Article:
We unhesitantly give full credit, however, to Richard W. Wayne, Tournament Director, for his untiring work in managing the tournament with its numerous details to that it runs so smoothly. Opertating with the handful of members comprising the Ventnor City Chess Club, his planning is so perfect and all marked with such genltemaness of character and fairness in his actions as to merit the respect and thanks of all. With it all Mr. Wayne is a keen chess player, eve tho handicapped by the lack of city competition, and we are happy to present.
- Isaac Ash, "Phila. Inquirer" Aug. 15, 1943
Best Played Game
The 1944 tournament was held from July 1st - July 9th
Once again Jacob Levin upset the apple-cart a outplayed a strong field of contestants. But not everything was as it seemed. Lady Luck also made an appearance.
"Chess Review" had this to say:
The general quality of chess displayed at Ventnor this year was mediocre, to put it mildly. The masters who competed in the recent Speed Championship played better chess and made fewer blunders at ten seconds a move. Examples:
In his game with Jackson, Levin walked into a positionwhich permitted his opponent to mate or win the Queen ad a piece—but Jackson didn't see it!
Turover left his Queen en pris!
Shainswit agreed to a draw with Levin when he had an easy win!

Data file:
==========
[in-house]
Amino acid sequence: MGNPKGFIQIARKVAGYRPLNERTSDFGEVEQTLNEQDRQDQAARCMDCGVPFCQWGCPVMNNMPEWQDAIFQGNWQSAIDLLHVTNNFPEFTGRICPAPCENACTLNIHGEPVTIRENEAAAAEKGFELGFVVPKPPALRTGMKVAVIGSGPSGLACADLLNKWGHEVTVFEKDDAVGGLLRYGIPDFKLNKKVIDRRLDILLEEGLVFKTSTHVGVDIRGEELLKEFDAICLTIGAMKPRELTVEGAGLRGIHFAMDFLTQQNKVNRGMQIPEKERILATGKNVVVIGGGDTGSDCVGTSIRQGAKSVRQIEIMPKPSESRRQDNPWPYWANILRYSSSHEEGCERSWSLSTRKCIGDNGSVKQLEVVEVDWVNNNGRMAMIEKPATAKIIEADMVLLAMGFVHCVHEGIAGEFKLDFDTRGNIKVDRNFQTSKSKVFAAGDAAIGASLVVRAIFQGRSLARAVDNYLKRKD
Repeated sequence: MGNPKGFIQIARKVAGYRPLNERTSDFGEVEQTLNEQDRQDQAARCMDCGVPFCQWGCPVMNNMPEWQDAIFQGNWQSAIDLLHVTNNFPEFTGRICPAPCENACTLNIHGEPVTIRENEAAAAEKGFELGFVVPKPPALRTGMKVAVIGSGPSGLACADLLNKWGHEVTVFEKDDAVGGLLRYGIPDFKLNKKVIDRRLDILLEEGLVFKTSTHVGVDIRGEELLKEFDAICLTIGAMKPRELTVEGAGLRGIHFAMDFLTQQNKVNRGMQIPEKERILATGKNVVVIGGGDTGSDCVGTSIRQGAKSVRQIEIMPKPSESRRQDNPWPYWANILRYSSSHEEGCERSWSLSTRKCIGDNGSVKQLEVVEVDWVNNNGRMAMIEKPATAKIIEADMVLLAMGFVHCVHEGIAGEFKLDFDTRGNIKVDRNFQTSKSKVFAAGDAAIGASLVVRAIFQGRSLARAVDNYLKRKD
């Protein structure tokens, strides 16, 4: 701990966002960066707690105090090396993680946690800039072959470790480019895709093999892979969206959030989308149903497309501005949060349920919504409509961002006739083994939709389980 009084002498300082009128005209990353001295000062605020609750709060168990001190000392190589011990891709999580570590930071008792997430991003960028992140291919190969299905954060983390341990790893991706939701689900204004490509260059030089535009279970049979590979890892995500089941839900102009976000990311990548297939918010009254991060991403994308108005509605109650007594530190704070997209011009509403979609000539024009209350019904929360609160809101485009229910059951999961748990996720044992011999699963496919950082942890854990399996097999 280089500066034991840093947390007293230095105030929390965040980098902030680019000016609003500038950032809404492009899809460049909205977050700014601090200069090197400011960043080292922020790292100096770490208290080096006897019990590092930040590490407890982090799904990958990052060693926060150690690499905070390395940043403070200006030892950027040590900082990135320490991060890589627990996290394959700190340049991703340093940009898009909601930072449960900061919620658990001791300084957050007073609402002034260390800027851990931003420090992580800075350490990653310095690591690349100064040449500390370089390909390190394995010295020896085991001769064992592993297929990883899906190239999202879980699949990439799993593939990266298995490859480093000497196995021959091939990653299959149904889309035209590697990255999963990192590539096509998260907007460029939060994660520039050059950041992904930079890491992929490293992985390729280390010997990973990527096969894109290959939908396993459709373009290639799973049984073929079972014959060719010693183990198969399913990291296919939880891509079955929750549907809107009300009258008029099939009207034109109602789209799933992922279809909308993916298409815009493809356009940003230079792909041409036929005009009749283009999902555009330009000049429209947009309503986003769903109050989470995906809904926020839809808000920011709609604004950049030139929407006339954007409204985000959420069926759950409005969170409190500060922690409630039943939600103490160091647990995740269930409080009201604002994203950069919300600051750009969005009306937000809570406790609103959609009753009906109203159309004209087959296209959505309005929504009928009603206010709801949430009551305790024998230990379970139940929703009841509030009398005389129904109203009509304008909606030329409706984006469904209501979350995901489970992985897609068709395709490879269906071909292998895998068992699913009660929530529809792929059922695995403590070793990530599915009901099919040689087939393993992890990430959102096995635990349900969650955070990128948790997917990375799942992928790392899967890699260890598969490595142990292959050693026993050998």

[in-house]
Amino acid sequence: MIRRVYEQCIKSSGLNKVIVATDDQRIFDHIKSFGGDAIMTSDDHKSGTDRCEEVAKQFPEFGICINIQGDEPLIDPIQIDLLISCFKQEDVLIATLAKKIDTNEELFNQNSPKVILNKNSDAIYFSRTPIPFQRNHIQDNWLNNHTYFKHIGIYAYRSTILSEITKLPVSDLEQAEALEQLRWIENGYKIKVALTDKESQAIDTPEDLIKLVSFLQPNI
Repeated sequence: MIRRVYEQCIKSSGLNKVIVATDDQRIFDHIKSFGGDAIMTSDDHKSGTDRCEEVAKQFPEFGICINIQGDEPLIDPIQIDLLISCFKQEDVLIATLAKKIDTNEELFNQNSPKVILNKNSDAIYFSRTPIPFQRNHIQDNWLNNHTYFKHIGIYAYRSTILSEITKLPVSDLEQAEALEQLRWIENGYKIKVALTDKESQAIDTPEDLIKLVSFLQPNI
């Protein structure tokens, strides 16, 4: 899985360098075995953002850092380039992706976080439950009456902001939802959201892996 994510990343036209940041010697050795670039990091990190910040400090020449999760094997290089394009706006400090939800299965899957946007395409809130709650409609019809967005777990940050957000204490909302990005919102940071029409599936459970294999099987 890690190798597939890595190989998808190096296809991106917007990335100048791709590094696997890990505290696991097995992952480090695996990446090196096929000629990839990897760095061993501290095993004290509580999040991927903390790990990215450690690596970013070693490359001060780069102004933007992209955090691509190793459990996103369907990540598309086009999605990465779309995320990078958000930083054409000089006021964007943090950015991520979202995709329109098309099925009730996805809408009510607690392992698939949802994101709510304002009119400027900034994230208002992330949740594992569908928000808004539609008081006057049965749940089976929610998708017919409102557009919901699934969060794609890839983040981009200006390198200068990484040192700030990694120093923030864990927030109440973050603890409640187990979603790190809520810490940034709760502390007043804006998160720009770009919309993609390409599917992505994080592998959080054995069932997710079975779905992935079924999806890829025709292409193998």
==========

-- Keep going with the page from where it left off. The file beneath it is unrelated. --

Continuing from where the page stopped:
Again in 1944 the players voted to divide the total prize package into 45 shares - one for each game played, with a full share awarded to a point and a half-share awarded to a half-point.
Contrary to the previous year, Santasiere played to win and Shainswit played to draw. Captain Joseph Rauch replaced Abe Yanofsky as the representative from Canada. Yanovsky had just enlisted in the Royal Canadian Navy on July 24 and was unable to attend.
Also in contrast to the previous year, Ventnor City provided some financial support as well as providing free accommodation for the players and their families.
Joseph Rauch won the Montreal Championship in 1940, '41, '42 and '47; In the Canadian Championship, e came in second behind Maurice Fox is both 1940 and 1949 and second behind Abe Yanofsky in 1937. Rauch won the "A" division of the A.F.C. tournament in Boston in 1938 and won the Canadian Open in both 1949 and 1951.
Attilio Di Camillo was a Philadelphia master credited with teaching Saul Wachs, Charles Kalme and Lisa Lane. We had been the Pennsylvania State Champion in 1946, 1947, 1960, 1961. Suffering from poor health his entire short life, DiCam, who was born in 1917, died from pneumonia at age 44 in February of 1962.